B’dak li għamlu l-bieraħ, il-kaċċaturi ta’ rashom sħuna, bdew il-kampanja referendarja fuq togħma morra. Il-kampanja referendarja għandha tkun waħda paċifika bbażata fuq ir-raġuni. Sfortunatament, iżda, dejjem jidher iżjed ċar li ma tantx hemm ma min tista’ tirraġuna.

Bid-deċiżjoni tal-Gvern fi tmiem il-ġimgħa li jwaqqaf temporanjament l-istaġun tal-kaċċa tal-ħarifa ngħata messaġġ li wara kollox l-irkatt bil-vot mhux dejjem għandu effett. Jista’ jkun li fl-aħħar il-Partit Laburista ukoll beda jiftaħ għajnejħ li l-appoġġ li kien qiegħed jagħti lill-kaċċaturi kien wieħed żbaljat.

Kuraġġ hemm spazju għal kulħadd fil-Koalizzjoni kontra l-Kaċċa fir-Rebbiegħa.

Snippets from AD’s electoral manifesto: (21) Biodiversity

buskett.02

The following extract is taken verbatim from Chapter 14 of AD’s Electoral Manifesto

Biodiversity.

Biodiversity is not exclusively concerned with bird protection but on our interaction with the eco-system.

Alternattiva Demokratika shall focus on the need for the complete cessation of spring hunting as well as in ensuring that Malta’s EU accession commitments on the halting of bird trapping are honoured.

It is necessary that zones identified for protection under the provisions of the EU Habitats Directive are well managed. In particular it is necessary that Il-Buskett is no longer considered and utilised as a garden. The status of Il-Buskett as a Special Area of Conservation should be respected, something which is currently ignored.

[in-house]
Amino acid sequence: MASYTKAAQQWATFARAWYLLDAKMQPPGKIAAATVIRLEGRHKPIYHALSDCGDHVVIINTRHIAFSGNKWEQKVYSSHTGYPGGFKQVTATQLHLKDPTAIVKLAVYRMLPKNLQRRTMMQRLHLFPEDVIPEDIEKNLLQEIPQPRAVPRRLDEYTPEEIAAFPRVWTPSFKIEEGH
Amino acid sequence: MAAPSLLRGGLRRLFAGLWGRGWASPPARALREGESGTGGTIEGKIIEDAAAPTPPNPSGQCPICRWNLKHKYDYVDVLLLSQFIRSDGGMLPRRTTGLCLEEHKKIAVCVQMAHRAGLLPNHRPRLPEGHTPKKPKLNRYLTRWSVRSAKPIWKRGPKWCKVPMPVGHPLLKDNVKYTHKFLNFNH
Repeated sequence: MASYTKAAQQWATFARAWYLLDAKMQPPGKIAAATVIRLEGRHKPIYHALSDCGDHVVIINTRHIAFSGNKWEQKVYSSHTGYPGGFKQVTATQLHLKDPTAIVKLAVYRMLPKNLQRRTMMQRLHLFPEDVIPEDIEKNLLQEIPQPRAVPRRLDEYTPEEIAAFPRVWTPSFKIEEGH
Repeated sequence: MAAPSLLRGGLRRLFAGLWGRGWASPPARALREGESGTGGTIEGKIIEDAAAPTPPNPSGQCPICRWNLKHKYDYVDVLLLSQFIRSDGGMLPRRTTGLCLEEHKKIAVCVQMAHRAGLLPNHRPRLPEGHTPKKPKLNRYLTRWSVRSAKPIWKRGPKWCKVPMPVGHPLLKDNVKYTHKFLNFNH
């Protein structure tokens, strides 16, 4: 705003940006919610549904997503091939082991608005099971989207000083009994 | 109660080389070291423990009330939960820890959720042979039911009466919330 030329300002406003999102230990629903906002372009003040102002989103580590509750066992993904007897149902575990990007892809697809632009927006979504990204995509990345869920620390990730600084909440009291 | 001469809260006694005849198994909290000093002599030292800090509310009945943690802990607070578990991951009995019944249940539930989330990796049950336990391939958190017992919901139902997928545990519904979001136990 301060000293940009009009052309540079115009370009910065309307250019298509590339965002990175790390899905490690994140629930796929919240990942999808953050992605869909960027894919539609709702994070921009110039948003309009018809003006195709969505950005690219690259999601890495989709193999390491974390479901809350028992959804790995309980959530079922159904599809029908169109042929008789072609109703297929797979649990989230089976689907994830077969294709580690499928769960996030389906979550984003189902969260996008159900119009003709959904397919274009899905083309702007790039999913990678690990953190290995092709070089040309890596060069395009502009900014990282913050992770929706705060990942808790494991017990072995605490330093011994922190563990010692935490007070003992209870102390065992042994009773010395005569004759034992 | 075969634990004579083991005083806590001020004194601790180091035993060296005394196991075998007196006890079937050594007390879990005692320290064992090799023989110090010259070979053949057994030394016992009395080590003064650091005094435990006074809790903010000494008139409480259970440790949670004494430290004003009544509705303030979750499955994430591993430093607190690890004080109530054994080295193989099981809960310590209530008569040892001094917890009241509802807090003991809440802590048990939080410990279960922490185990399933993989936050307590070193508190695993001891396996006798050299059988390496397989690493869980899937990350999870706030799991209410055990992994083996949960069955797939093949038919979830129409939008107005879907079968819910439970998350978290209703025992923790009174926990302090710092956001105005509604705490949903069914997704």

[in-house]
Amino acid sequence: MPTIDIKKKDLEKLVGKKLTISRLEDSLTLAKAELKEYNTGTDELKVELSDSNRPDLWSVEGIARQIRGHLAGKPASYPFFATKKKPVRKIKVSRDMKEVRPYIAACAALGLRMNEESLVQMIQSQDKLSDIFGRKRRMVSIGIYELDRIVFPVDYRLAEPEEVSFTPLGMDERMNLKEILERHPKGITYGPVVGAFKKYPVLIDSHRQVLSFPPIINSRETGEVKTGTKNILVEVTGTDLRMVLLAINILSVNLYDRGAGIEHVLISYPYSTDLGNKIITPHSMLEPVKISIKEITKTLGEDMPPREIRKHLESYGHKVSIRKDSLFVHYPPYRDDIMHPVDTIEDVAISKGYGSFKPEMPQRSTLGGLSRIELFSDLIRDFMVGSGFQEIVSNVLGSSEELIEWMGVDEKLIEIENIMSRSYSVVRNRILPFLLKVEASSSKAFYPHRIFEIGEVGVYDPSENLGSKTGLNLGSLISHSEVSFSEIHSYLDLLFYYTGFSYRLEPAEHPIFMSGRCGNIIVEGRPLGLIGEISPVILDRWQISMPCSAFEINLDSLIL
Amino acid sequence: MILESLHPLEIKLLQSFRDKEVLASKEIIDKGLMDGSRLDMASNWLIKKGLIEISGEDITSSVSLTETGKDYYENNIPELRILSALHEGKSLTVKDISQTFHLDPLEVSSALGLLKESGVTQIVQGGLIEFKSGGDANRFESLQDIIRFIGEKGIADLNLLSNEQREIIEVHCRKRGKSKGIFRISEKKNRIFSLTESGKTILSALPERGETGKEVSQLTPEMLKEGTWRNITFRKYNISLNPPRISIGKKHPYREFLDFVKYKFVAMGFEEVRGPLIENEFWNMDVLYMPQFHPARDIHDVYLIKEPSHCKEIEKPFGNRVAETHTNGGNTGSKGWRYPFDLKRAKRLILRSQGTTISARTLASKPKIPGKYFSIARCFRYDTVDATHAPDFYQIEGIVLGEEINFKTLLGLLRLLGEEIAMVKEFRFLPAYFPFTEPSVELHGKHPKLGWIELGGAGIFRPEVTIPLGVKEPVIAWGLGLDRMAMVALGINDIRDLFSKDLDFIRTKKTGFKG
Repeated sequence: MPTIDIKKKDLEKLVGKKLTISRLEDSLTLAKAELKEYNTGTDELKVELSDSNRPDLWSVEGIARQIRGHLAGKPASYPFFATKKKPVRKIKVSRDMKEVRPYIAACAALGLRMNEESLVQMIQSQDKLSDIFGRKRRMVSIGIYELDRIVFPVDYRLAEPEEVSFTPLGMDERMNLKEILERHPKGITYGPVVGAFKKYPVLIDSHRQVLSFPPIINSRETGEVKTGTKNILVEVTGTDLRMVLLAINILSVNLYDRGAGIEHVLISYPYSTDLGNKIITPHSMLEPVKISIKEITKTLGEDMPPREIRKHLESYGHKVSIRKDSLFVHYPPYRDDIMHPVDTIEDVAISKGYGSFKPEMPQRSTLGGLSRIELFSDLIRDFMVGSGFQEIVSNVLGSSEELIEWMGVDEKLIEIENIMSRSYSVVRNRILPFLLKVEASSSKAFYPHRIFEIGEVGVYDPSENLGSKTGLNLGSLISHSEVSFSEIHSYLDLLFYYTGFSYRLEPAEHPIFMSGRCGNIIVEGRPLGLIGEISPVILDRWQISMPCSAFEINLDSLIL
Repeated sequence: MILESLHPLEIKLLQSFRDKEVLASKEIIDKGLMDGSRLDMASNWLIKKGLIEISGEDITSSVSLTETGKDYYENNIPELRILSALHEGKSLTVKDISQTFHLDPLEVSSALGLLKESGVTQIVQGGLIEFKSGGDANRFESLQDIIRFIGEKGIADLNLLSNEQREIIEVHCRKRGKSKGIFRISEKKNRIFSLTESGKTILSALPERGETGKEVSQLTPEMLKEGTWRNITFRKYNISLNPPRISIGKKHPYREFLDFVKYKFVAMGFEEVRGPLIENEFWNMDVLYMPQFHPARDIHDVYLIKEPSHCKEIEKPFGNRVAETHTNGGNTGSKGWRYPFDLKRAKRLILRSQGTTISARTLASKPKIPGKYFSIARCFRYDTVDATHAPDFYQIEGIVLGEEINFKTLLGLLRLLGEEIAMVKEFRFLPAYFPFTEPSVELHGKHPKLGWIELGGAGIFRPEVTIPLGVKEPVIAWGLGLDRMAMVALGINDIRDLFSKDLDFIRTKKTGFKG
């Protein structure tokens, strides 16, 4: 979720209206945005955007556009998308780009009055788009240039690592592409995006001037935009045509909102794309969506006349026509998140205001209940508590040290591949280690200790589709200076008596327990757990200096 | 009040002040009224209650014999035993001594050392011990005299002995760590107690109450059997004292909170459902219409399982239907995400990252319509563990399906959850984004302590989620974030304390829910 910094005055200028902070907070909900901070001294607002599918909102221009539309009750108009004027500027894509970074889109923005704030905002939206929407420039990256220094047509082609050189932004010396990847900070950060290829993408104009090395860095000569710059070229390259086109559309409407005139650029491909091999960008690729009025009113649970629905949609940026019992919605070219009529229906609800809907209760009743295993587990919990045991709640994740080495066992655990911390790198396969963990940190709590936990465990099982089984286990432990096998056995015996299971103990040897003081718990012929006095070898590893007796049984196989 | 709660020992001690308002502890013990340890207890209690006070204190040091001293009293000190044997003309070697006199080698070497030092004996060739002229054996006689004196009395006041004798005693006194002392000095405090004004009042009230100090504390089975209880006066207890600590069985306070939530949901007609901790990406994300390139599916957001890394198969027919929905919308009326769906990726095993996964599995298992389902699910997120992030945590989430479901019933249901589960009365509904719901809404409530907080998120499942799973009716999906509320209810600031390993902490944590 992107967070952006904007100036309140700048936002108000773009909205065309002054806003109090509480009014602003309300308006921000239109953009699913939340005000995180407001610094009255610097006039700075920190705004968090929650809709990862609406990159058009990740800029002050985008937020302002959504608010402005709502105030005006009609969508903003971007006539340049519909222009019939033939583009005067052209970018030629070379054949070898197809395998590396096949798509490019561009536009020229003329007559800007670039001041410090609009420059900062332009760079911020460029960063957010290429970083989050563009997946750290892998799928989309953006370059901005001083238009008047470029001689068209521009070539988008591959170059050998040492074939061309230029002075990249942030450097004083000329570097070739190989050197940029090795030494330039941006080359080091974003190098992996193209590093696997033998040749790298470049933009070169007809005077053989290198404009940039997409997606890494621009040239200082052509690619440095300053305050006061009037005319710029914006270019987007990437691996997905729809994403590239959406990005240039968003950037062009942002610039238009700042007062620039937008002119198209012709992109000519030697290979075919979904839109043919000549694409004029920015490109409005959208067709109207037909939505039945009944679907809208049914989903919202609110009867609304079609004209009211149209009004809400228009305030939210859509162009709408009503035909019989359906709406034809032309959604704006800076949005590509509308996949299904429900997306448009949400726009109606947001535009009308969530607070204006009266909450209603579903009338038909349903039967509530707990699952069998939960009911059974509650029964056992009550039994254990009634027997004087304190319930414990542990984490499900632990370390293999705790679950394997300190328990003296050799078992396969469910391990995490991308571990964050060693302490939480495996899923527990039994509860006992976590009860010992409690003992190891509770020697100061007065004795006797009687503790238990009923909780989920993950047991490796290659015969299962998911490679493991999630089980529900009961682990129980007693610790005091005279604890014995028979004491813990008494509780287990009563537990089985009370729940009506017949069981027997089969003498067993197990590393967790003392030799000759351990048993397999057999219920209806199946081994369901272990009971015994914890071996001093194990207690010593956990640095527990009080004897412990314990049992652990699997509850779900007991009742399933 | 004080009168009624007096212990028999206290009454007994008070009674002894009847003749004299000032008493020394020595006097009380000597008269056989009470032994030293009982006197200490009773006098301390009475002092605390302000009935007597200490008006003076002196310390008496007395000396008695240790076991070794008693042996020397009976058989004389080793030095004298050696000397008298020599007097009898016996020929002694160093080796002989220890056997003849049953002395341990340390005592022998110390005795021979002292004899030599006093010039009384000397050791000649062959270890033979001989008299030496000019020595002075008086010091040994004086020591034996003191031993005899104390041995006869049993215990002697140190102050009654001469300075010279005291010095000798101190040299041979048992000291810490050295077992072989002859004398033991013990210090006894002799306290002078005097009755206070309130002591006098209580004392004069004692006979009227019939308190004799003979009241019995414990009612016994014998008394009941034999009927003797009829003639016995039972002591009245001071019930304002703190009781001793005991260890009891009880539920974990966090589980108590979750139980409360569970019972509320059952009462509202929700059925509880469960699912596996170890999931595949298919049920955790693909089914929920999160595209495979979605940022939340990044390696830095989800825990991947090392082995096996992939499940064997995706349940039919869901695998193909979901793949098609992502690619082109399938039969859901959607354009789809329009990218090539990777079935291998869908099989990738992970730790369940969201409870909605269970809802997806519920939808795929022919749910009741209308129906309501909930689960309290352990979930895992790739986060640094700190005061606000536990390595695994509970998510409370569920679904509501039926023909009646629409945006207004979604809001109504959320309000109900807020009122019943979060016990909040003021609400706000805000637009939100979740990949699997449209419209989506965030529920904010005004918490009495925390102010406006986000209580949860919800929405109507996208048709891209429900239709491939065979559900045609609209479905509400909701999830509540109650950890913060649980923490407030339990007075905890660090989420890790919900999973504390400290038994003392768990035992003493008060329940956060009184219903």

Valley protection is also necessary. This has to be done within the context of a clear and holistic plan to rehabilitate valleys in such a manner that their resident biodiversity is respected and invasive species introduced throughout the years are removed.

L-Estratt segwenti hu mehud kelma b’kelma mill-Kapitlu 14 tal-Manifest Elettorali ta’ Alternattiva Demokratika

Bijodiversità.

Il-bijodiversità mhix kif inħarsu lejn l-għasafar u l-ħarsien tagħhom biss iżda dwar l-interazzjoni tagħna mal-ekosistema.

Alternattiva Demokratika taħdem biex tkun eliminata darba għal dejjem il-kaċċa tal-għasafar fir-rebbiegħa kif ukoll biex l-obbligi li Malta assumiet bis-sħubija fl-Unjoni Ewropea li l-insib spiċċa darba għal dejjem ikun onorat.

Huwa neċessarju li jkun mħarsa sewwa iż-żoni li Malta identifikat għall-protezzjoni taħt il-provedimenti tad-Direttiva tal UE dwar il-habitats. Fost oħrajn wasal iż-żmien li l-Buskett ma jibqax meqjus bħal ġnien u ma jibqax ikun sfruttat bħala tali. L-istatus tal-Buskett ta’ Żona Speċjali ta’ Konservazzjoni huwa meħtieġ illi jiġi osservat, ħaġa li fil-preżentement mhix issir.

Huwa neċessarju ukoll illi l-widien ikunu mħarsa. Dan għandu jsir billi fil-kuntest ta’ pjan ċar u olistiku jkunu riabilitati l-widien b’mod li tkun rispettata l-bijodiversità ta’ ġo fihom u jkunu ukoll eliminati l-ispeċi invażivi li ġew introdotti tul is-snin.

Barely scratching the surface

The Noise White Paper, just published for public consultation, identifies the need to coordinate the existing fragmented administrative structures as its first target. This is being done in the belief that it will eventually lead to a smoothening out of administrative inconsistencies. Better coordination could also ensure that, in the long term, issues in respect of which the authorities have, to date, been reluctant to act upon can be addressed in an appropriate manner. Hopefully.